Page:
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Jul 29, 2018
The taxi driver with advice for presidents and prime ministers

Kamran is a taxi driver in Dubai. I met him on a recent trip and found him a little different from the norm. Despite doing a difficult and demanding job, and one that does not offer the best reward, he stays upbeat and positive. So much so that I engaged him exclusively on a daily […]

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Jun 17, 2018
AI is right here, right now

I recently received an email from the folks over at Medium, an online publishing platform I subscribe to. Here’s what it said: “Hello! It looks like you’re into artificial intelligence, so we rounded up a few of our favorites for you this week. Because you’re a member and an avid reader, we want to make […]

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Apr 29, 2018
How to understand introverts (part three: in the workplace)

Let’s conclude this short series on introversion and extroversion with how it all plays out in the workplace. If you’ve been following the series (this is the third part; part one is here, and part two here ), you’ve understood the essentials about introversion vs extroversion. Here’s a beautifully concise summary, from Concordia University’s Dr […]

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Apr 22, 2018
How to understand introverts (part two: socially)

Who wouldn’t like going to a lively, energetic, fun-filled party? Introverts, that’s who. You may have heard the old joke: someone once organized a party just for introverts so that they would be comfortable with their own kind, but no one showed up… Last week I introduced this short series on introversion by offering a […]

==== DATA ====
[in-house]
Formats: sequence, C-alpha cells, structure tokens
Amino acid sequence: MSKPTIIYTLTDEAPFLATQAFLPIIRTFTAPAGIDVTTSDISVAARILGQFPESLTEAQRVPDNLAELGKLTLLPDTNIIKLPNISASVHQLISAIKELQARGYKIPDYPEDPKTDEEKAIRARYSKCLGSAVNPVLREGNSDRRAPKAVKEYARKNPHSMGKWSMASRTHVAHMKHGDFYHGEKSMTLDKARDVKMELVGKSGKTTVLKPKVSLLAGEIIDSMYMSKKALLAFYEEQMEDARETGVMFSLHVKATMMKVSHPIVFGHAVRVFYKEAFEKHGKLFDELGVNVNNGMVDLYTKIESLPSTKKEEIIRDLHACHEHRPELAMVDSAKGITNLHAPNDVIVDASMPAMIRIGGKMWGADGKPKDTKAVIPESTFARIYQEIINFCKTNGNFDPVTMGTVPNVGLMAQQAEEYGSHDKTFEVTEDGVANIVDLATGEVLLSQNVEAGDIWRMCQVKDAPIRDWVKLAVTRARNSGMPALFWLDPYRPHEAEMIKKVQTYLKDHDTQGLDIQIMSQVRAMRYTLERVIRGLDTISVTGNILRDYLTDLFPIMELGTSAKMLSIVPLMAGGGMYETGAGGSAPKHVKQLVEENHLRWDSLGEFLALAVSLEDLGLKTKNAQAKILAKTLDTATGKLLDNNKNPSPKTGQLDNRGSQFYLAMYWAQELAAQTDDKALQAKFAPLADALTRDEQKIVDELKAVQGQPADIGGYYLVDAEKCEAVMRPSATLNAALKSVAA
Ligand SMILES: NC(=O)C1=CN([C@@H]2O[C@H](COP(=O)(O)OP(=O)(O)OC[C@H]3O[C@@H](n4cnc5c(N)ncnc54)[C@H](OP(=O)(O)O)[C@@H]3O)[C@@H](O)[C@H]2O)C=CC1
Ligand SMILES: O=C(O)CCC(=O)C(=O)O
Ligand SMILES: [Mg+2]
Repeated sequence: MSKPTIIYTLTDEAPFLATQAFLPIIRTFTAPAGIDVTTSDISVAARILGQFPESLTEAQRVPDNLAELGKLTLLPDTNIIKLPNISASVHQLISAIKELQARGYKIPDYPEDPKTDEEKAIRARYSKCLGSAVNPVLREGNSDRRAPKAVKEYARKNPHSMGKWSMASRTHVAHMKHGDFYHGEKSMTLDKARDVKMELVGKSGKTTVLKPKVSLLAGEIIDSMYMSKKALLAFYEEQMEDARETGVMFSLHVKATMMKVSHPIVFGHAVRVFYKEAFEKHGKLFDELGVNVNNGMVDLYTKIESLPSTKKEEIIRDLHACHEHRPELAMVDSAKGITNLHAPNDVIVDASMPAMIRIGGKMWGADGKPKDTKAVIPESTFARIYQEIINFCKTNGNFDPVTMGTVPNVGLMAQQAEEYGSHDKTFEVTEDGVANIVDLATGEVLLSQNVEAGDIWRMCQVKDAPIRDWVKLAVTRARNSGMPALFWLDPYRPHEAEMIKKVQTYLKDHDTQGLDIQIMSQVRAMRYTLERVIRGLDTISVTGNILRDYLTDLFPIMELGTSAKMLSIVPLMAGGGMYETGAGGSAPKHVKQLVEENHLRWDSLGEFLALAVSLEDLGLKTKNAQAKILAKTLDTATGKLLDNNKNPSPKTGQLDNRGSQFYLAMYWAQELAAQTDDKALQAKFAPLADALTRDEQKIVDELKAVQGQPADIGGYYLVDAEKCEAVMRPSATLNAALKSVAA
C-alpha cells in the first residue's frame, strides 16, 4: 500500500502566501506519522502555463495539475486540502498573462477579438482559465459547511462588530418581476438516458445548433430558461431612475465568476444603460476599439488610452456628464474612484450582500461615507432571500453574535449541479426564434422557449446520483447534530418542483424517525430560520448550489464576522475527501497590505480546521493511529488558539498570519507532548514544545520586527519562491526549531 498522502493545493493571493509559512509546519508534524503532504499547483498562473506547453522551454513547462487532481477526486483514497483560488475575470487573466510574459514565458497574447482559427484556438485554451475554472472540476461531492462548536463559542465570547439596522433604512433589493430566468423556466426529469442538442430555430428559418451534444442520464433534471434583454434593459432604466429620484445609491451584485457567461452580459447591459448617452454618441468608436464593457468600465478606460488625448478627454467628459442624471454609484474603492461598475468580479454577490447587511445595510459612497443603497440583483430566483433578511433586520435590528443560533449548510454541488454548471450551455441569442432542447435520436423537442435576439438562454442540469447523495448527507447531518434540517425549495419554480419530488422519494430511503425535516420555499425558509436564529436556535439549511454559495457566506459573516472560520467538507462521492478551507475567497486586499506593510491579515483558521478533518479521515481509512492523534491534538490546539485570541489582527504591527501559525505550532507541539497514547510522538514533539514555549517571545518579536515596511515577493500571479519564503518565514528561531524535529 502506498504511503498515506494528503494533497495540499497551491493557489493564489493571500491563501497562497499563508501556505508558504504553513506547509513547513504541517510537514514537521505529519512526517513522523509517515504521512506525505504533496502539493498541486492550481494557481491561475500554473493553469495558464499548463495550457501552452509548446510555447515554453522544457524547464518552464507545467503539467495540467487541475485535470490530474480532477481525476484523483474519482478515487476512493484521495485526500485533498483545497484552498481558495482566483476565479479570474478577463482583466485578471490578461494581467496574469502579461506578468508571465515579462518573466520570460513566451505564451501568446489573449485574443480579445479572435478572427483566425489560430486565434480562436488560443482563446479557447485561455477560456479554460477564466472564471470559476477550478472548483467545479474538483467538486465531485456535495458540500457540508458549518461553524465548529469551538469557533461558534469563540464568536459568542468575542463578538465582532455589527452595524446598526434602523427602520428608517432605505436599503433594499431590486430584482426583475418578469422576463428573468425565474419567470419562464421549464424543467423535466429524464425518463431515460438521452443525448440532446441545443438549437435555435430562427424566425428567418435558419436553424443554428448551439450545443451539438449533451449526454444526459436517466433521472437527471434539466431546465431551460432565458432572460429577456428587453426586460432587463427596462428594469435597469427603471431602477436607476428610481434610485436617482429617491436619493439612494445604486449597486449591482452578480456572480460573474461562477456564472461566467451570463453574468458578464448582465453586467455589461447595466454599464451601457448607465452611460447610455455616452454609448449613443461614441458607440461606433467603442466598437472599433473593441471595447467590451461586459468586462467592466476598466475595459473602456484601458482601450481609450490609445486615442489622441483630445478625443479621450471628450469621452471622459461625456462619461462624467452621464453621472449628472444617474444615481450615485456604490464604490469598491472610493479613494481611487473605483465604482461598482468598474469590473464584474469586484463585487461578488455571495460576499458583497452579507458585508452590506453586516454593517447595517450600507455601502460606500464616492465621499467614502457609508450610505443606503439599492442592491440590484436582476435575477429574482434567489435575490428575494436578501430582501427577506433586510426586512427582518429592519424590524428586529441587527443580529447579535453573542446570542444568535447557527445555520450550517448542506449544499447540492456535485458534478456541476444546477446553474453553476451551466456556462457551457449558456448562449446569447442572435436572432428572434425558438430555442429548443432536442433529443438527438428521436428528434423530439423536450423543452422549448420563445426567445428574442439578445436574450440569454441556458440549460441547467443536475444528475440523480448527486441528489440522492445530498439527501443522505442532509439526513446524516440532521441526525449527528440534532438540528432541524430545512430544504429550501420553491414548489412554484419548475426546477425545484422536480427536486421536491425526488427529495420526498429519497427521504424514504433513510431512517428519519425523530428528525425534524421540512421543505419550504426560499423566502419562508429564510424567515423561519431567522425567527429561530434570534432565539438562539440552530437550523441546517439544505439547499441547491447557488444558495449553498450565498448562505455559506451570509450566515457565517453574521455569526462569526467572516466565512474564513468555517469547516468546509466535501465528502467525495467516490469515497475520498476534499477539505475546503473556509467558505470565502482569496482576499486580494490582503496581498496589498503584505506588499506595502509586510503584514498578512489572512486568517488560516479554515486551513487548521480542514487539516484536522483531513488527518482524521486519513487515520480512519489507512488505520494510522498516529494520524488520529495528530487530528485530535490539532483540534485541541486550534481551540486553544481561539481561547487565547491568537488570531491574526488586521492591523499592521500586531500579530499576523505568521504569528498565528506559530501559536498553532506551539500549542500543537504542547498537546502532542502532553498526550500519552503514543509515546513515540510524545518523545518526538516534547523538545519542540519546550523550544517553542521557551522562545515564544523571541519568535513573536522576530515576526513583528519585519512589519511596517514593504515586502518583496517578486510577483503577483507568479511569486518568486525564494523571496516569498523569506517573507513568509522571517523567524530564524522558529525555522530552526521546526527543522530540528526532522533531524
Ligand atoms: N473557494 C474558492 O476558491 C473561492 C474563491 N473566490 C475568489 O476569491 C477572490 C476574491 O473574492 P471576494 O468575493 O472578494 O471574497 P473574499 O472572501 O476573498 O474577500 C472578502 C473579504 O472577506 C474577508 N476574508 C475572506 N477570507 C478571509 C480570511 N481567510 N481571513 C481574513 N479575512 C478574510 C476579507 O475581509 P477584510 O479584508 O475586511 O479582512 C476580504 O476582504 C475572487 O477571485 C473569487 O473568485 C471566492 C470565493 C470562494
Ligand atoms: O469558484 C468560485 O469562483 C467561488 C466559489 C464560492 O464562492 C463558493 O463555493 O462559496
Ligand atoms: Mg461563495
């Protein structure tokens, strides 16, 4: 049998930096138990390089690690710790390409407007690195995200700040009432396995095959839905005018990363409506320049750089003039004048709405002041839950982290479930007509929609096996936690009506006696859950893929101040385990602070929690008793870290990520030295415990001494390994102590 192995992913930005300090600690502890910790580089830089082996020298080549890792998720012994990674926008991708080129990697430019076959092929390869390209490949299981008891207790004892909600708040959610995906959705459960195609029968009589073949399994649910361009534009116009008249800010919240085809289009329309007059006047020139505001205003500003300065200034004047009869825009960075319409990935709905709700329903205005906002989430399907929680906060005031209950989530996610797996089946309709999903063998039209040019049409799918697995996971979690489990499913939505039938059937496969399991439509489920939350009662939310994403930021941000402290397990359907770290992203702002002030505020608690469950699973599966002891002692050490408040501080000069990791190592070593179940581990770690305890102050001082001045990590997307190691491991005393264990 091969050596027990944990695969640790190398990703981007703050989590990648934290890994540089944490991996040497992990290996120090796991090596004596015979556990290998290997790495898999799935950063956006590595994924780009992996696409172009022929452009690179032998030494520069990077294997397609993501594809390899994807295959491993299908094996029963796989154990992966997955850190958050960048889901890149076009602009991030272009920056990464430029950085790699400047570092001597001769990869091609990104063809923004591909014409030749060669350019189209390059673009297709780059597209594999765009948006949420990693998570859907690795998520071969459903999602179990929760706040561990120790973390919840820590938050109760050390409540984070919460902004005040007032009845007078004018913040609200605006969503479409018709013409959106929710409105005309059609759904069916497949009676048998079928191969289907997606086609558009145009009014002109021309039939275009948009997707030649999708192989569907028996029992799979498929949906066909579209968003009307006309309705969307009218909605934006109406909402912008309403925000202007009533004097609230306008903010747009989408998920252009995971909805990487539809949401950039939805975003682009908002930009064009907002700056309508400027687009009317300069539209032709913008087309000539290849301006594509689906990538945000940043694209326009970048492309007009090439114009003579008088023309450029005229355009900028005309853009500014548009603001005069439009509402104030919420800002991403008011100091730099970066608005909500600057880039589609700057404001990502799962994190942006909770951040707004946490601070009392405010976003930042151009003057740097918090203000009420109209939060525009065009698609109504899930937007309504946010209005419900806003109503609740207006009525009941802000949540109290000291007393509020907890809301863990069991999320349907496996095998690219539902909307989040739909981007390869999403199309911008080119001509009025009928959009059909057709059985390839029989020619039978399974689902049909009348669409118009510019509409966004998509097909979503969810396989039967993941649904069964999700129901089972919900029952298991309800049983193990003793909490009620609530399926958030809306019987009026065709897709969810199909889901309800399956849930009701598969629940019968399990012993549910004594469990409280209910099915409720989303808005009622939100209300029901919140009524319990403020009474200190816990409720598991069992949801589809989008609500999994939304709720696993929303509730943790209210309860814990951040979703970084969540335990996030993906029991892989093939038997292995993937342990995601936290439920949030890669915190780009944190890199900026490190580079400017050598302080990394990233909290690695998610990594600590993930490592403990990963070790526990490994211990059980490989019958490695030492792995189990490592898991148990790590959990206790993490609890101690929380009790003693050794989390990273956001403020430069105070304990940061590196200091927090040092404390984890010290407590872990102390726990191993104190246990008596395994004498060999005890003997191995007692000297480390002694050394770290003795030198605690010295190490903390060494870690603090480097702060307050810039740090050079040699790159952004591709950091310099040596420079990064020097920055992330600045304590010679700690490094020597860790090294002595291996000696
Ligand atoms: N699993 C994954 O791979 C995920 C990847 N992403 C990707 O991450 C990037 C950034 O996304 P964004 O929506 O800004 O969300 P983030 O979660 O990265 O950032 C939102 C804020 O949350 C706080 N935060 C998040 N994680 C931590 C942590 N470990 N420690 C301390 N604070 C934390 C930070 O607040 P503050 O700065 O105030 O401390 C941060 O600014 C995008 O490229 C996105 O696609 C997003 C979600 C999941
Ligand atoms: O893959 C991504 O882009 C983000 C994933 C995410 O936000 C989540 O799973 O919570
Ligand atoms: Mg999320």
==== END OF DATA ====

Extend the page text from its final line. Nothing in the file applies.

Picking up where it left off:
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Apr 15, 2018
How to understand introverts (part one)

I tweet about introverts every once in a while. The responses are always very interesting. Introverts will like and store the tweet; extroverts will often be confused by what’s being said. A few months back I tweeted that I would write a Sunday column about understanding introversion. The response was immediate: do it like yesterday! […]

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Apr 08, 2018
Why good practice matters in business

Nairobi is a building site, wherever you look. Cranes and scaffolding everywhere, countless office blocks and apartment buildings coming up one after the other. New ground is broken every day, even though many of the properties built years ago remain largely unoccupied. The dearth of tenants does not seem to matter to the developers. But […]

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Apr 01, 2018
Facebook and the dark side of new tech

What kind of company can have $60 billion wiped off its value in just a few days – and still be around? The Facebook kind. Facebook has more users than China or India have citizens, and therefore it is just fine – for now. But the Cambridge Analytica scandal – the revelations that the misuse […]

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Feb 25, 2018
Kindness, the underrated virtue

Why are some people so important in our lives? Who is it we remember with fondness long after they are gone? What counts when we measure a life? When my grandfather passed away, I was living overseas. I returned to Nairobi for the funeral, and when the body was brought home for final prayers, a […]

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Feb 18, 2018
Are you teaching your kids to cheat?

In the game of cricket, there is an honour system. A batsman can be officially ‘out’ (sent back to the pavilion) in a variety of ways; but he can also choose to ‘walk’ if he feels he was out but no one noticed. A parent recently recounted an experience in this regard. Her young son […]